Interestingly, issuance levels are running at a record rate for this market year to date. Seemingly, we can’t get enough – of the right deals. And high yield corporate debt does offer some protection against the early stages of higher rates. With the economy also on a surer footing (China, the Eurozone and US all chipping in), fundamentals offer a supportive dynamic in the investment process. For the moment it is a “win-win” and we can expect spreads to continue to grind better so long as nothing untoward happens – in, say, equities to derail the confidence investors have in high yield markets (close correlation between the two asset classes in extremis).
We’re still of the view that we will see spreads grind out further performance. Those record low levels are in sight for IG spreads, which is some going given the potential banana skins the markets have faced over the past year. Total returns have been eaten into though by the back-up in rate markets, but 2017 was never going to be a great year for fixed income – anywhere – given the low yields on offer, but also the potential for the recovering growth outlook to have asset allocators favour equities.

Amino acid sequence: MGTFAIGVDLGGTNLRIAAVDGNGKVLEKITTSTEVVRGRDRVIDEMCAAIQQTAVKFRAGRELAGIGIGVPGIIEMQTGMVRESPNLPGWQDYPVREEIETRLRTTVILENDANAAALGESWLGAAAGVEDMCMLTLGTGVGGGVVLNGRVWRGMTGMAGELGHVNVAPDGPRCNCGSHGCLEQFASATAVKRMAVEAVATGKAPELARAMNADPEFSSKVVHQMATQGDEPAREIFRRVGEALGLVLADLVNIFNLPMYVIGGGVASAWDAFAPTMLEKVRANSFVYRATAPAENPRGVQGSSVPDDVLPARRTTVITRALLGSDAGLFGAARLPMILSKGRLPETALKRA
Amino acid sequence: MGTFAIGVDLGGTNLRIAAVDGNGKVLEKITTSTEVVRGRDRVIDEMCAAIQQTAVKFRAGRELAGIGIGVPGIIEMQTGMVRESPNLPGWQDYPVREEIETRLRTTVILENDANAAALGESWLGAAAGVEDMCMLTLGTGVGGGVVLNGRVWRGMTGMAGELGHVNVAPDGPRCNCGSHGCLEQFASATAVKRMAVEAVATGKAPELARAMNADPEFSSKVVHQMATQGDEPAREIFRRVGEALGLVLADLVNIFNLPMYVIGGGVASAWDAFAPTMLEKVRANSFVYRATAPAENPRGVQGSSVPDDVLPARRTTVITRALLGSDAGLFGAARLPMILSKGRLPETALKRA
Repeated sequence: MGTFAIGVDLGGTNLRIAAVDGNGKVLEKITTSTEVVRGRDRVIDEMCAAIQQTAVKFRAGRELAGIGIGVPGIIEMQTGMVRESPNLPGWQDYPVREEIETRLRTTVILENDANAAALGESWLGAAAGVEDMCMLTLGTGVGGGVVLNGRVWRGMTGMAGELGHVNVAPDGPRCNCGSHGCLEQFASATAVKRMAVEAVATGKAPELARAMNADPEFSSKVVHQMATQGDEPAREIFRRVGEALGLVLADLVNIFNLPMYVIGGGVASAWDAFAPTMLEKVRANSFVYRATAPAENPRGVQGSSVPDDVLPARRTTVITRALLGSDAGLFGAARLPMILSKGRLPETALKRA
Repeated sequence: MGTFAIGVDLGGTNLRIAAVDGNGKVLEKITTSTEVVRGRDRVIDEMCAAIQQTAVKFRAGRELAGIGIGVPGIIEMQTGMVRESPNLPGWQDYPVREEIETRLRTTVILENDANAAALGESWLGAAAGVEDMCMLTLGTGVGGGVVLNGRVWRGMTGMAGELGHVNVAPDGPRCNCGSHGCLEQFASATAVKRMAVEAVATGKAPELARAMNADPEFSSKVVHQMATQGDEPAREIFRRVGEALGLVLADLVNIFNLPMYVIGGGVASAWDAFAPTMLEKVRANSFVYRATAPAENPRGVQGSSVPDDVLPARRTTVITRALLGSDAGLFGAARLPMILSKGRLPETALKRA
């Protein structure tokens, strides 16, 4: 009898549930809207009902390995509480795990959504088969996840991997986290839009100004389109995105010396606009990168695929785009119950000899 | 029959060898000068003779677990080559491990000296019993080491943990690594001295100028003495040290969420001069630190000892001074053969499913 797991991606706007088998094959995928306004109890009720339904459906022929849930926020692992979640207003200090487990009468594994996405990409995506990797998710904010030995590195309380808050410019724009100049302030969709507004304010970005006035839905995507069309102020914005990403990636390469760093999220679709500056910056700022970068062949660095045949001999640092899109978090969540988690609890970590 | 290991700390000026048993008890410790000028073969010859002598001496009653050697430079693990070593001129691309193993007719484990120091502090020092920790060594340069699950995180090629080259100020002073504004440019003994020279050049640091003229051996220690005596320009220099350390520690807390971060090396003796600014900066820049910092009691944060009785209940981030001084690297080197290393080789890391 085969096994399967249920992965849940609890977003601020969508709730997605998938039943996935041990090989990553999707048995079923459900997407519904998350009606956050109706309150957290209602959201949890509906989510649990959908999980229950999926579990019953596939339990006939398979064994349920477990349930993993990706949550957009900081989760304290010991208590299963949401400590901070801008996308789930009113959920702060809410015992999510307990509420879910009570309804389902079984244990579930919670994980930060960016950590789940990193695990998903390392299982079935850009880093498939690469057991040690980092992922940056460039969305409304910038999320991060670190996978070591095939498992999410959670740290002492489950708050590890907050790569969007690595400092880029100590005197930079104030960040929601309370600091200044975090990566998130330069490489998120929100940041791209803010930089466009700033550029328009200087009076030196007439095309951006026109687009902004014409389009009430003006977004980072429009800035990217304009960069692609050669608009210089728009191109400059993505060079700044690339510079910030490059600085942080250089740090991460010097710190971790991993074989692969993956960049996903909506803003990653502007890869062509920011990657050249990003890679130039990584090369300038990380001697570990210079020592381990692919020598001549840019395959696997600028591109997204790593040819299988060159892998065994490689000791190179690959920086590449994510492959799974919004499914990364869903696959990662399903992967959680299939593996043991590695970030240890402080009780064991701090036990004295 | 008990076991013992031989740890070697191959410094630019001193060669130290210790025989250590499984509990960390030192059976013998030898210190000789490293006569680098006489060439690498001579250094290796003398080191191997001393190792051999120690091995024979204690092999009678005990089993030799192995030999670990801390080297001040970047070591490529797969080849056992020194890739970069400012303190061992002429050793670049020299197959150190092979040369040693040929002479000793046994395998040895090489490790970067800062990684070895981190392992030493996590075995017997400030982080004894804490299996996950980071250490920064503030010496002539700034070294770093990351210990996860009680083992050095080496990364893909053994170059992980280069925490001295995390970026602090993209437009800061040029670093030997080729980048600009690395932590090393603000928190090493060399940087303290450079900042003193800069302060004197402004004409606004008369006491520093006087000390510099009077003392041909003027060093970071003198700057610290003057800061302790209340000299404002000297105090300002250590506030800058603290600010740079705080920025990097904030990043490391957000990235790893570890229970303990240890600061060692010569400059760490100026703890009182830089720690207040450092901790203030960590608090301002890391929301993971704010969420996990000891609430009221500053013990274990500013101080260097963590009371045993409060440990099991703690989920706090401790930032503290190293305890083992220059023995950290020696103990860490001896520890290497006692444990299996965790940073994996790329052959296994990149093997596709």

However, as we suggested in a Bloomberg article a couple of weeks ago…“We would need much, much higher rates on the back of higher growth and inflation, then I would think that the positives derived from the boost to credit fundamentals would be outdone by the potential for rotation from credit to equity as investors chase capital-appreciation strategies instead of capital-preservation ones.”
But what about me?